• Support PF! Buy your school textbooks, materials and every day products via PF Here!

Exact value of sin 345.5°

  • Thread starter songoku
  • Start date
1,137
18
1. Homework Statement
Find the exact value of sin 345.5o

2. Homework Equations
Trigonometry Identities

3. The Attempt at a Solution
Don't know where to start.

Tried sin 345.5o = - sin 14.5o but stuck. Also tried multiply 345.5 with positive integer to get sin 2θ or sin 3θ or sin 4θ but also stuck

Thanks
 

Ray Vickson

Science Advisor
Homework Helper
Dearly Missed
10,705
1,720
1. Homework Statement
Find the exact value of sin 345.5o

2. Homework Equations
Trigonometry Identities

3. The Attempt at a Solution
Don't know where to start.

Tried sin 345.5o = - sin 14.5o but stuck. Also tried multiply 345.5 with positive integer to get sin 2θ or sin 3θ or sin 4θ but also stuck

Thanks
You should definitely start with 2*345.5 = 691. Now try to reduce 691 to an angle < 90 degrees, by subtracting suitable multiples of 180 or 90.
 
1,137
18
Sorry for taking long time to reply

sin 691 = sin 331 = - sin 29.

You mean finding sin 29 through the link you gave in other thread and using double angle formula?

Thanks
 
1,897
200
This is impossible. You can't get an exact value of the sign for any angle in degrees that's not divisible by 3. You won't ever get rid of the factor 3 by halving/doubling adding or subtracting angles.
 

SteamKing

Staff Emeritus
Science Advisor
Homework Helper
12,794
1,665
This is impossible. You can't get an exact value of the sign for any angle in degrees that's not divisible by 3. You won't ever get rid of the factor 3 by halving/doubling adding or subtracting angles.
I think you mean sine. The trig function is called the 'sine'.
 

Ray Vickson

Science Advisor
Homework Helper
Dearly Missed
10,705
1,720
This is impossible. You can't get an exact value of the sign for any angle in degrees that's not divisible by 3. You won't ever get rid of the factor 3 by halving/doubling adding or subtracting angles.
No, that is incorrect. A paper giving exact algebraic formulas for the sine of all angles from 1 to 90 degrees, in 1 degree increments, has been published on-line (with proofs included). It was done as a retirement project by an ex-professor of mathematics; for a precise citation, see one of my responses in the previous thread by user 'songoku' on a related topic.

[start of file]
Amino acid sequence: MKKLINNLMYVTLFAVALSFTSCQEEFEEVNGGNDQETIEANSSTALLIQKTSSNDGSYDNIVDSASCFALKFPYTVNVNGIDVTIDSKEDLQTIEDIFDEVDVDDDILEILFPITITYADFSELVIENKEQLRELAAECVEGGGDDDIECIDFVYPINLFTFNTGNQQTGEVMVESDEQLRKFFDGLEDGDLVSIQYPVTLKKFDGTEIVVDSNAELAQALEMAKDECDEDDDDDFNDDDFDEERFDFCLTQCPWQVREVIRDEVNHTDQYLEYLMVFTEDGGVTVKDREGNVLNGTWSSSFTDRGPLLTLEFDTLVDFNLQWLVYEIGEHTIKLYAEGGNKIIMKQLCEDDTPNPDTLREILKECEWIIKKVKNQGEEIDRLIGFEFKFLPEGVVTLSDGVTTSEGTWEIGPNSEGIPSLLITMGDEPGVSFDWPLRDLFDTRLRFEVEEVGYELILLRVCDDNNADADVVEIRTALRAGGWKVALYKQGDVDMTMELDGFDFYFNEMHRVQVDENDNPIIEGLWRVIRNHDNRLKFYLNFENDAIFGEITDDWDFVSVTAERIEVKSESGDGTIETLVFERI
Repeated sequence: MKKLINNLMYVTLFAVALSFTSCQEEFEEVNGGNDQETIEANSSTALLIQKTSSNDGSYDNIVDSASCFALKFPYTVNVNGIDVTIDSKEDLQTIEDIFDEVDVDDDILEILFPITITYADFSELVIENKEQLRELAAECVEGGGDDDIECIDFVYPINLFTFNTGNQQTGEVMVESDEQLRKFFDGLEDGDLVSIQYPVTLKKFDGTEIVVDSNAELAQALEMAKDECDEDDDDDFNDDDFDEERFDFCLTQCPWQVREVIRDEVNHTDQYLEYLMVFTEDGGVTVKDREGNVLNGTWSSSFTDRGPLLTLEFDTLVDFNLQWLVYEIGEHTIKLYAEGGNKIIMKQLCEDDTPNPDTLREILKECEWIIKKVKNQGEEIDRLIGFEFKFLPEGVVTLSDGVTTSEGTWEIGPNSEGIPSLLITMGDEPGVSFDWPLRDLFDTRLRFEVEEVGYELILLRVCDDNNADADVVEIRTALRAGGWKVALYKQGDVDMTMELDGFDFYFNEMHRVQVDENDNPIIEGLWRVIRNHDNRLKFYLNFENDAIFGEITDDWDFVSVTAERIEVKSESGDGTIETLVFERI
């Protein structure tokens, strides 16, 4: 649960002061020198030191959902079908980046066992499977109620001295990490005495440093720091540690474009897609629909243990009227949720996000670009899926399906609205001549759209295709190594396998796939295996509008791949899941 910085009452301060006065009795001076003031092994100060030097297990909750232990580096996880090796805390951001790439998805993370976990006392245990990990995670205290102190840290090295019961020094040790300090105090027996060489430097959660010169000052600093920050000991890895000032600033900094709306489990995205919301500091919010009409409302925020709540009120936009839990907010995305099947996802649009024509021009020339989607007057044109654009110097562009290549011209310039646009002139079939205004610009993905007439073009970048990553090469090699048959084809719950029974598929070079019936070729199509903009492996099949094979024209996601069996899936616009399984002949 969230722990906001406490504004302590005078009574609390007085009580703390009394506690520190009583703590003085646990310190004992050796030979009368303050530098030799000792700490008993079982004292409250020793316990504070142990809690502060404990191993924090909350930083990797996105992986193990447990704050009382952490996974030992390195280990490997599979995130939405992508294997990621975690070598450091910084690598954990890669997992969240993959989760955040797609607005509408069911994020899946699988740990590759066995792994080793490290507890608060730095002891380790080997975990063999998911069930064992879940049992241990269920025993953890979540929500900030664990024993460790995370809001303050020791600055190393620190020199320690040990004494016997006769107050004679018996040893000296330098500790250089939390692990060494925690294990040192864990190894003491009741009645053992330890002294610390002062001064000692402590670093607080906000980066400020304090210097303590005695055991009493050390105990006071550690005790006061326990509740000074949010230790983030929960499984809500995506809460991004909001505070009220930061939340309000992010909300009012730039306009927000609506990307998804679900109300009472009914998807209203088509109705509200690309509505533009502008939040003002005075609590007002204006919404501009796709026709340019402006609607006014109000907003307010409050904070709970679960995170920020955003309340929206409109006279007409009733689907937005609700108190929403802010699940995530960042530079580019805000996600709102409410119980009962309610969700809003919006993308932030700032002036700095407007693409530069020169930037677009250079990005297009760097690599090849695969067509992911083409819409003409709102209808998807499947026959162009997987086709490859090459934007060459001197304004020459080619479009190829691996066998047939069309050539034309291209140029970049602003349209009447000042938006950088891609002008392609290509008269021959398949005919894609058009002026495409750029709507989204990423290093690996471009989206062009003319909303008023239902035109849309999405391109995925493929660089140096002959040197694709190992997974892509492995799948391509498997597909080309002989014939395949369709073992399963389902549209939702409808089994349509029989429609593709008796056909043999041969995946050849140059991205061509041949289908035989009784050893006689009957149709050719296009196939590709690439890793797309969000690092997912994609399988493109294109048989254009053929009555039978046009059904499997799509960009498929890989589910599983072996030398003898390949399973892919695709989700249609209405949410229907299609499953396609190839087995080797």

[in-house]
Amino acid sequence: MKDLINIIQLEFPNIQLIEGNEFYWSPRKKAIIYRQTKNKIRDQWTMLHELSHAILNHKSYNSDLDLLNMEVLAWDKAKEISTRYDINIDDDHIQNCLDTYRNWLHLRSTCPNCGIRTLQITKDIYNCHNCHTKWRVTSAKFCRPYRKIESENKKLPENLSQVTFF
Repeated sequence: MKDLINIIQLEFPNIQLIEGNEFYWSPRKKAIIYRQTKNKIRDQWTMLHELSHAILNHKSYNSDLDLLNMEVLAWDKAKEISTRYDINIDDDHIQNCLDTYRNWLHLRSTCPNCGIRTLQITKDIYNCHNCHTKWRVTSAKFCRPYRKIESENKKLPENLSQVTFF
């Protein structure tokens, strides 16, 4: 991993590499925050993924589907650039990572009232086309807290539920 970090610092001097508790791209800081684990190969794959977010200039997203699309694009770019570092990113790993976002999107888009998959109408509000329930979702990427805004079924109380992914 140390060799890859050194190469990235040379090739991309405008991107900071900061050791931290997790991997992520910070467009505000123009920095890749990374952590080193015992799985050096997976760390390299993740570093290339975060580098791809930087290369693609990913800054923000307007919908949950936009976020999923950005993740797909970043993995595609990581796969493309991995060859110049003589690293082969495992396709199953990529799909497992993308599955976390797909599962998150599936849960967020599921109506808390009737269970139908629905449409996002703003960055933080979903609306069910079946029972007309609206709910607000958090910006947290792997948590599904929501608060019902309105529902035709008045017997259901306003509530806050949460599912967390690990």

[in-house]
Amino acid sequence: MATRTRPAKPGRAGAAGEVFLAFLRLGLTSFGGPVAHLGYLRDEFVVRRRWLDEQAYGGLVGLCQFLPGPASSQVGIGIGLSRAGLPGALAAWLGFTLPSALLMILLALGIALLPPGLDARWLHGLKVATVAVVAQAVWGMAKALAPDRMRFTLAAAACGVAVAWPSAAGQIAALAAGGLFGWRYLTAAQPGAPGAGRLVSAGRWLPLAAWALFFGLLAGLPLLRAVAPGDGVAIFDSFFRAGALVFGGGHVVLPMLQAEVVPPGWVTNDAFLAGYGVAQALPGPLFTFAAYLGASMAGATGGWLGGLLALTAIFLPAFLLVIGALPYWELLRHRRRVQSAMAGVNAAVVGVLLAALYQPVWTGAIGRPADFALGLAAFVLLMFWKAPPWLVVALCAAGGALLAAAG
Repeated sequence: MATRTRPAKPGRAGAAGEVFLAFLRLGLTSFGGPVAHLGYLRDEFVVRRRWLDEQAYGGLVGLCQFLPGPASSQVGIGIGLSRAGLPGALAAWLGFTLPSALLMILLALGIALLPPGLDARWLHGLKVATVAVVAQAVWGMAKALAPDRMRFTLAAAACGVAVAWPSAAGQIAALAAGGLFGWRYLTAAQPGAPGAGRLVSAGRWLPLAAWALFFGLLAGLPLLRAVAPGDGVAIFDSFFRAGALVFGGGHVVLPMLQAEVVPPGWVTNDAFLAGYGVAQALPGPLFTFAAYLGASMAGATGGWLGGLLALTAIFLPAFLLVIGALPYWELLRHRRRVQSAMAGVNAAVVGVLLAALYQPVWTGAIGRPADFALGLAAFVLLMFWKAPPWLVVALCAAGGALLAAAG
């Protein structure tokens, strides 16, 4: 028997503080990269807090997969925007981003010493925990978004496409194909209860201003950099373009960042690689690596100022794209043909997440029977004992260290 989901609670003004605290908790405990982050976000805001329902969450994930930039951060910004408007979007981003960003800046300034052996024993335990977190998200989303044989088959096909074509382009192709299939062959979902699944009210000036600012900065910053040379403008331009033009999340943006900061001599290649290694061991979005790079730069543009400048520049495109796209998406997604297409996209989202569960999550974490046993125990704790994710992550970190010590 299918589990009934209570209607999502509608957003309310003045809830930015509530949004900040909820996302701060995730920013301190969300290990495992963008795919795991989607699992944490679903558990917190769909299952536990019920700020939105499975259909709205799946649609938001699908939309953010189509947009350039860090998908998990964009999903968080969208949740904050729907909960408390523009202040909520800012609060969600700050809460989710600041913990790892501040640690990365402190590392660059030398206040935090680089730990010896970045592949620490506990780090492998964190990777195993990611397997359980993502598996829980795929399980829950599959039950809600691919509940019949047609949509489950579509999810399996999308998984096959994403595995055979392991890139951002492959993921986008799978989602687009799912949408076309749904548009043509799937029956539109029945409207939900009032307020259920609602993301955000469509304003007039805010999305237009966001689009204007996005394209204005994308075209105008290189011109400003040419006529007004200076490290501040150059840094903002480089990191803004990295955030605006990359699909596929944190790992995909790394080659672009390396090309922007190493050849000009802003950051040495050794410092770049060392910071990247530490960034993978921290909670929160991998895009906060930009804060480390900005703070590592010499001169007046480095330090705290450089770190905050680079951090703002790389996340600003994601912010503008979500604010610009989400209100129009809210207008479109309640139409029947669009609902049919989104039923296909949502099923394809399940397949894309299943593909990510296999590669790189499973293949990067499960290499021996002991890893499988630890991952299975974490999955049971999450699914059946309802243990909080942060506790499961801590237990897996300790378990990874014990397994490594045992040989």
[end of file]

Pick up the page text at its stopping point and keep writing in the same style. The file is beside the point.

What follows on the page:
Note added in edit: I see that BvU has already dealt with this issue, in a post that appeared on my screen only after I pressed the 'enter' key.
 

haruspex

Science Advisor
Homework Helper
Insights Author
Gold Member
2018 Award
31,480
4,623
To go further, I believe it should be possible to find an exact representation of cos(pi/n) only involving square roots if and only if there exists a ruler and compass construction for a regular n-sided polygon. As is well known, that is possible whenever n is the product of a power of 2 and distinct Fermat primes. That is enough to get all multiples of 1 degree as well as pi/17 etc.

But if we allow other surds then there are more possibilities. Since cos(nx) can be expanded as an nth order polynomial in cos(x), and cos(x)=-cos(pi-x), we can expand cos(4pi/7)=-cos(3pi/7) to obtain a quartic in cos(pi/7).
I feel there should be a generalization of the Fermat primes that corresponds to roots up to cubic and quartic, but I'm not aware of such.
 

SammyS

Staff Emeritus
Science Advisor
Homework Helper
Gold Member
11,159
915
°
To go further, I believe it should be possible to find an exact representation of cos(pi/n) only involving square roots if and only if there exists a ruler and compass construction for a regular n-sided polygon. As is well known, that is possible whenever n is the product of a power of 2 and distinct Fermat primes. That is enough to get all multiples of 1 degree as well as pi/17 etc.
Doesn't that only get you down to multiples of 3° ?
 

haruspex

Science Advisor
Homework Helper
Insights Author
Gold Member
2018 Award
31,480
4,623
°

Doesn't that only get you down to multiples of 3° ?
Sorry, yes, 3°. To get to 1° you need to use the cos(3x) expansion or similar, so does involve cube roots.
 

Want to reply to this thread?

"Exact value of sin 345.5°" You must log in or register to reply here.

Related Threads for: Exact value of sin 345.5°

  • Posted
Replies
5
Views
12K
  • Posted
Replies
3
Views
3K
  • Posted
Replies
10
Views
18K
  • Posted
Replies
24
Views
2K
Replies
2
Views
7K
Replies
4
Views
17K
  • Posted
Replies
3
Views
4K
Replies
6
Views
3K

Physics Forums Values

We Value Quality
• Topics based on mainstream science
• Proper English grammar and spelling
We Value Civility
• Positive and compassionate attitudes
• Patience while debating
We Value Productivity
• Disciplined to remain on-topic
• Recognition of own weaknesses
• Solo and co-op problem solving

Hot Threads

Top